Fingerprints South Africa
(Getty Images)
  • Biometric systems analyse data according to unique human characterises, like fingerprints or facial features.
  • And while fingerprint scanners are common biometric access tools, the Covid-19 pandemic has made continuous human contact a problem.
  • South Africa’s Council for Scientific and Industrial Research has developed software which creates a contactless fingerprint scanning solution.
  • It uses photographs to map fingerprints patterns, thereby avoiding the need for touch.
  • It can also acquire "fingerprints from babies as young as 6-weeks-old and possibly younger."
  • For more stories go to www.BusinessInsider.co.za.

South Africa’s Council for Scientific and Industrial Research (CSIR) has developed contactless biometric software which detects patterns in colour photographs of fingerprints. It’s now looking to partner in both the private and public sector.

Biometric systems, which analyse human features like fingerprints, faces, and voices, have advanced rapidly over the past decade. Mobile phones are unlocked through fingerprint and facial recognition, while the same applies to accessing buildings, and verifying a person's identity during registration processes.

These applications all have one thing in common: the ability to identify and individual through a unique human characteristic. Biometric technology, which is constantly evolving in its precision and speed, simplifies personal identification.

But using contact fingerprint scanners, arguably the most common biometric system, comes with its challenges, particularly during the time of Covid-19. These scanners need to be kept clean to ensure their optimum functionality and, within the context of a pandemic, to ensure the health and safety of all those who use it.

Constant cleaning has become a laborious task and is an ineffective long-term solution. One of the answers to this problem is contactless fingerprint scanning technology, which doesn’t require any uncontrolled direct contact with the hardware. The CSIR’s VeristicPrint Biometric System is an example of this technology.

"The VeristicPrint Biometric System is a contactless fingerprint recognition software solution that enables any digital device such as a smartphone or webcam to function as a fingerprint scanner," Edwin Rampine, a Senior Software Engineer at the CSIR, tells Business Insider South Africa.

"Simply put, [it's the] the use of a camera from a device to take a picture of your finger, then the software processes that picture to become a fingerprint that can be used as if you scanned it from a traditional fingerprint scanner. So, you get the fingerprint without 'touching' the finger."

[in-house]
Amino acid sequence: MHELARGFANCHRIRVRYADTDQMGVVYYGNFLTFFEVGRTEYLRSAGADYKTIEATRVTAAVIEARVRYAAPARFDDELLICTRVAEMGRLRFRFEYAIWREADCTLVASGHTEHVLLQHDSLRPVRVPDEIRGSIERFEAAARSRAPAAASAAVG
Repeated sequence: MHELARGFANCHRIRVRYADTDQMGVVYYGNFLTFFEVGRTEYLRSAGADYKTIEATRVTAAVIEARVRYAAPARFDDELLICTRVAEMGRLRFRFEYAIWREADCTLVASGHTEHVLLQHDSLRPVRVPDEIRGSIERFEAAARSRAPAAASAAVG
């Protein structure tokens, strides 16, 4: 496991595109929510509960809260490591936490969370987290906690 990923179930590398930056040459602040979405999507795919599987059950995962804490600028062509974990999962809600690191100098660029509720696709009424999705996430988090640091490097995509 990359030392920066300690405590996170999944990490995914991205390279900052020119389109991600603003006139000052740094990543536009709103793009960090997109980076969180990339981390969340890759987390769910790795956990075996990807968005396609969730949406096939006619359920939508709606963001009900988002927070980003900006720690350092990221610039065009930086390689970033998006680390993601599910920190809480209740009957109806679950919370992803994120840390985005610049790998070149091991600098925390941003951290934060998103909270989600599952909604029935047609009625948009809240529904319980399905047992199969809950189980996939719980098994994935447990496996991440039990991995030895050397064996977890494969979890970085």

The software can be integrated into web portals and mobile apps alike and can determine the unique pattern of a fingerprint from a photo taken with a camera with quality as low as 5MP.

The CSIR issued an invitation for the expression of interest (EOI) in VeristicPrint last Monday. This is a call for government departments, law enforcement and military agencies, airport services, retailers, financial institutions, and the healthcare sector to collaborate and invest in the software.

In addition to limiting the spread of Covid-19, VeristicPrint is also an affordable biometric solution that does not rely on specialised hardware. The software also allows users to enrol and be verified while at home, thereby eliminating queues.

Another advantage listed in the CSIR’s EOI invitation is the VeristicPrint’s ability to acquire "fingerprints from babies as young as 6-weeks-old and possibly younger".

VeristicPrint stores this data safely, says Rampine, and can be integrated into a physical server or in the cloud. The software also allows stored fingerprints to be encrypted, further heightening data protection.

"VeristicPrint has a feature that enables storing fingerprints secured in an irreversibly encrypted format [hashed], one of the other features of VeristicPrint is that it can match fingerprints in this hashed format, without the need to ‘decrypt’ the stored fingerprints," says Rampine.

"This provides inherent security, on top of other system-wide security measures that must be applied."

Parties interested in investing or deploying this technology have until today to respond to the CSIR’s EOI invitation. 

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